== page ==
Intensifying regulatory scrutiny of record gasoline prices in California may force Tesoro Corp. (TSO:US) to sell its Los Angeles-area refinery to complete a $1.18 billion purchase of a larger BP Plc (BP/) plant in the state.
Tesoro proposed selling its 97,000 barrel-a-day Wilmington refinery to overcome any government antitrust opposition to the acquisition, according to a company filing. Adding BP’s 266,000 barrel-a-day Carson refinery would double Tesoro’s California market share, making it the state’s largest crude processor with control of 25 percent of refining capacity, according to data compiled by Bloomberg.
As gasoline prices in the state soared amid refinery and pipeline outages, both of California’s U.S. senators requested federal investigations yesterday, a state senator called for hearings and a consumer watchdog group asked state Attorney General Kamala Harris to block Tesoro’s deal with BP. Harris is reviewing the acquisition for its potential market impact.
“Adequate competition is crucial to keep gasoline prices as low as possible,” Harris said in an e-mail message yesterday.
“Tesoro remains confident that once all the facts are in, the data will support regulatory approval of the transaction,” Tina Barbee, a spokeswoman for Tesoro, said in an e-mail yesterday.
“We believe the transaction is pro-competitive,” said Scott Dean, a BP spokesman. The deal is expected to close by the middle of 2013, according to the companies.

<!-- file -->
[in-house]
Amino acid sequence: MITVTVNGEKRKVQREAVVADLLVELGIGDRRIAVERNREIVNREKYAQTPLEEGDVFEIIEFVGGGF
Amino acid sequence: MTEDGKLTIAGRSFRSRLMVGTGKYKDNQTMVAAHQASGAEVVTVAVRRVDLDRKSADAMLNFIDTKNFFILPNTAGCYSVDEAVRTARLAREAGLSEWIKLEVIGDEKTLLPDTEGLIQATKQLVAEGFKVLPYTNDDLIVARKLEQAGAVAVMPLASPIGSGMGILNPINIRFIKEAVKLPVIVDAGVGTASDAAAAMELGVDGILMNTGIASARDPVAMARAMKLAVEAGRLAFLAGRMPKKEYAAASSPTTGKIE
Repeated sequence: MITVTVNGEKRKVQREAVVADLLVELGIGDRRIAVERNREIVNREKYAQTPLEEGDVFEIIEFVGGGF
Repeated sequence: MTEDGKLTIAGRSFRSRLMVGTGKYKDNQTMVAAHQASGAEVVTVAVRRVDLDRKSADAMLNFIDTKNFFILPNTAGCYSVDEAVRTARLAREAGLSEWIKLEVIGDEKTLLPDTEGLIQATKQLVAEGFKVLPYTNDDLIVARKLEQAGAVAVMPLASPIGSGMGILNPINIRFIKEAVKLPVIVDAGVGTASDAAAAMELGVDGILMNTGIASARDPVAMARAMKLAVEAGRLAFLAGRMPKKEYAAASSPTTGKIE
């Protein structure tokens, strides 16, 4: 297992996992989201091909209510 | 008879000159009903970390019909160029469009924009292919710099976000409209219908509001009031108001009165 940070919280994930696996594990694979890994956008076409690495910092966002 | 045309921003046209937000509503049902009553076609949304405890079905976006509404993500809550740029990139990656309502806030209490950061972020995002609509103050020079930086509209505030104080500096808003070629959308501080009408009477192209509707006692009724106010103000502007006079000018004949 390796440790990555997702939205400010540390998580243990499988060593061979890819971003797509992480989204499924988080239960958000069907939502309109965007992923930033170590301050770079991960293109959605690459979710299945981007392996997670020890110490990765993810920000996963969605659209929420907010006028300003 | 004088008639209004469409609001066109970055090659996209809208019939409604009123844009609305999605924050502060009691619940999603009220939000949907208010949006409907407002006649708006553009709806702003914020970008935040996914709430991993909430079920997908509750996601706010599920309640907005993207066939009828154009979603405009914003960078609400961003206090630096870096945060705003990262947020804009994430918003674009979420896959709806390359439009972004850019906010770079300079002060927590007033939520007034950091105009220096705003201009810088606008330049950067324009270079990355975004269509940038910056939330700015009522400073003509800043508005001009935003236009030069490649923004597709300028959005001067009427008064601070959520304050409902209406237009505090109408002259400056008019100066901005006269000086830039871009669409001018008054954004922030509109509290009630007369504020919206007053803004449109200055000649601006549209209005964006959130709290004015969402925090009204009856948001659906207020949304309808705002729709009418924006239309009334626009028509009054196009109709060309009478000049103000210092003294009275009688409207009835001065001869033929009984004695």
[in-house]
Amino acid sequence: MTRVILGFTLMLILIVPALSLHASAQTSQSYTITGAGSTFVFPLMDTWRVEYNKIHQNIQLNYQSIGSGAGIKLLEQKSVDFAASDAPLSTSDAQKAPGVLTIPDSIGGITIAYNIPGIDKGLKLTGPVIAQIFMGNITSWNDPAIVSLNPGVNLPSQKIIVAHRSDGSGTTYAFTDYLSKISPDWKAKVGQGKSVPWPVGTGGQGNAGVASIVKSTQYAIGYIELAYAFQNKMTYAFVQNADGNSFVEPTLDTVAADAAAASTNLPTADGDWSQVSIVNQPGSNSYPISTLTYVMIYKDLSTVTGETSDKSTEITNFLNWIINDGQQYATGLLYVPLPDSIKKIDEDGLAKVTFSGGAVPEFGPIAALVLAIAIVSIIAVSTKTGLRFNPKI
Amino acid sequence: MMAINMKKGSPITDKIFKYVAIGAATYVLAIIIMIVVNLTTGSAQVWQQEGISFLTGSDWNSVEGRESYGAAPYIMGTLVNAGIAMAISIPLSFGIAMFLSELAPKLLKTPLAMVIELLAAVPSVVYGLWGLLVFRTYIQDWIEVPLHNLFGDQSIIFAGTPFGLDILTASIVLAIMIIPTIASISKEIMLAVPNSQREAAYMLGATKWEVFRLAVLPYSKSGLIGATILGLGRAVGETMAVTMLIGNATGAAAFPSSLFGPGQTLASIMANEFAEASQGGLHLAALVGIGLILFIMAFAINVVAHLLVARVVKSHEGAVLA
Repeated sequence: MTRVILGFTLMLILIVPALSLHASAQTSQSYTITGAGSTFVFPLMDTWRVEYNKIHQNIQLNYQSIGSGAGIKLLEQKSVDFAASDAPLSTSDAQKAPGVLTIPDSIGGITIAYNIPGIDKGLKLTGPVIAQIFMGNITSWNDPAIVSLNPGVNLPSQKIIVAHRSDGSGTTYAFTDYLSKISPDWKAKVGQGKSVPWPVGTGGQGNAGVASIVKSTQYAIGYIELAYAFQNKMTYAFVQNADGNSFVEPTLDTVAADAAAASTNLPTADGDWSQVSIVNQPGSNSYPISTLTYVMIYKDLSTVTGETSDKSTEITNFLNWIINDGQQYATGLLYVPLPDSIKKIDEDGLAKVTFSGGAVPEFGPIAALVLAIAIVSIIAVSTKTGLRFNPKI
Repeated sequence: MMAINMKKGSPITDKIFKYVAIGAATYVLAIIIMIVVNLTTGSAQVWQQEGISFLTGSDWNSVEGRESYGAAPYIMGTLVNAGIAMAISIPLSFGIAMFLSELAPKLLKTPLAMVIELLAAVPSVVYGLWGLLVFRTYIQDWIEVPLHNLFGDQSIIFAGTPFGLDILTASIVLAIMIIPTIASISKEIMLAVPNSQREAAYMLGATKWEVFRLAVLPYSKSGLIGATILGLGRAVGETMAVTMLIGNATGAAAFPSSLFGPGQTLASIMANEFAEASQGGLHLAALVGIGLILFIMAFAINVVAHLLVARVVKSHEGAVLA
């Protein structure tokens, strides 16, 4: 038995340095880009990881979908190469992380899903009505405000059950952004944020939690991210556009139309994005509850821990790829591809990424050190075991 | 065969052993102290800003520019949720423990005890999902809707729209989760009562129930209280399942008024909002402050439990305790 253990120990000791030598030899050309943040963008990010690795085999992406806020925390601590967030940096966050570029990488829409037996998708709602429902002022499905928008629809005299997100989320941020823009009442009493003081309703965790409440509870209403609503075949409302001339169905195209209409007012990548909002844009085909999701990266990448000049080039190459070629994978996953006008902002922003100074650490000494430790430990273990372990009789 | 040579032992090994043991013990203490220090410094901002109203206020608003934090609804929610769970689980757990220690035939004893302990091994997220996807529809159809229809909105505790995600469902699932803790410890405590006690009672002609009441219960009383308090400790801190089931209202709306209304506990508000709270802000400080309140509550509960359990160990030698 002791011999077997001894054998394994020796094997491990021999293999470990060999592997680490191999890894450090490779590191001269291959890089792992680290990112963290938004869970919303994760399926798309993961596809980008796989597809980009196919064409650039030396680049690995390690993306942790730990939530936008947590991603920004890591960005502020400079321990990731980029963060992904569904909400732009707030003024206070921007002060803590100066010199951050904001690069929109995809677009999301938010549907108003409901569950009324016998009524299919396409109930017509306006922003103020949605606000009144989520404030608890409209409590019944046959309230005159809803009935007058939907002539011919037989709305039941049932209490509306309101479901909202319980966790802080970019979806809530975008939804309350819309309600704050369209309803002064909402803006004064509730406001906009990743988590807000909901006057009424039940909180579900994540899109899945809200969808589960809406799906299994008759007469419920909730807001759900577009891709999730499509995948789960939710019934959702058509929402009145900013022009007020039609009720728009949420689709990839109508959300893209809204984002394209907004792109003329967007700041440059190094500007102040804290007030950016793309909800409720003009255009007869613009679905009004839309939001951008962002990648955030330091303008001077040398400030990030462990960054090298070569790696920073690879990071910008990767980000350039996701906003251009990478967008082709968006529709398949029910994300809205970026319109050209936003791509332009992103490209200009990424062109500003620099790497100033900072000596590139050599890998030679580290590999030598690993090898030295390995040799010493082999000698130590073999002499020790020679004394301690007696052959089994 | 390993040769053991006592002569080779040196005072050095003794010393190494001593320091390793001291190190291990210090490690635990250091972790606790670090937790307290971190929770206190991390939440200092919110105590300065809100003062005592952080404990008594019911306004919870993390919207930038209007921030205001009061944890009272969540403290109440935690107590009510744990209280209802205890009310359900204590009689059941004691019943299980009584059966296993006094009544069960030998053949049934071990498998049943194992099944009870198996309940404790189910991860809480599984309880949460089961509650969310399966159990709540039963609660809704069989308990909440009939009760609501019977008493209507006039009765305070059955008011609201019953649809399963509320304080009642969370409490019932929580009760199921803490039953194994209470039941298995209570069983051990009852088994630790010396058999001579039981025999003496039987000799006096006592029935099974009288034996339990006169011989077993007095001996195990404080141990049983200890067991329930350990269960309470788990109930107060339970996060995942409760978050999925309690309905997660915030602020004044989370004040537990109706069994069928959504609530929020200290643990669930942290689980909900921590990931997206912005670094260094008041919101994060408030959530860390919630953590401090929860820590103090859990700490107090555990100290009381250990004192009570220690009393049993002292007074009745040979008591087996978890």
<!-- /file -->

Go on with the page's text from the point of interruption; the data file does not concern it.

Tesoro, based in San Antonio, is buying BP’s Carson refinery along with an import-export terminal and 800 retail stations across the Southwest. The purchase would put 63 percent of the state’s refinery capacity under the control of Tesoro, Chevron Corp. (CVX:US) and Valero Energy Corp. (VLO:US), according to data compiled by Bloomberg.
In anticipation of antitrust concerns around its Carson purchase, Tesoro agreed to sell or otherwise dispose of the Wilmington refinery if regulators tried to block the deal, according to the purchase and sale agreement between BP and Tesoro filed with the U.S. Securities and Exchange Commission on Aug. 13.
If Tesoro sold the Wilmington plant to keep Carson, the company would sacrifice its plans to integrate the two refineries. Combining the plants’ operations would cut costs and reduce carbon emissions at Wilmington by at least 30 percent, Chief Executive Officer Gregory Goff said Aug. 18 when the deal was announced.
California has forced a refinery divestiture in the past as a condition of approving an acquisition. In 1999, Exxon Corp. agreed to sell its Benicia refinery to Valero in order to win approval from then-California Attorney General Bill Lockyer of its $79.9 billion merger with Mobil Corp.
“There was a concern that the new entity would have too much market influence by having a refinery in San Francisco and Benicia, so they had to divest of Benicia and sell several hundred service stations,” Harold York, principal analyst for oil research at Wood Mackenzie Ltd. in Houston, said in a telephone interview yesterday. “The recent rise in gasoline prices illustrates why the attorney general looks at these sorts of issues.”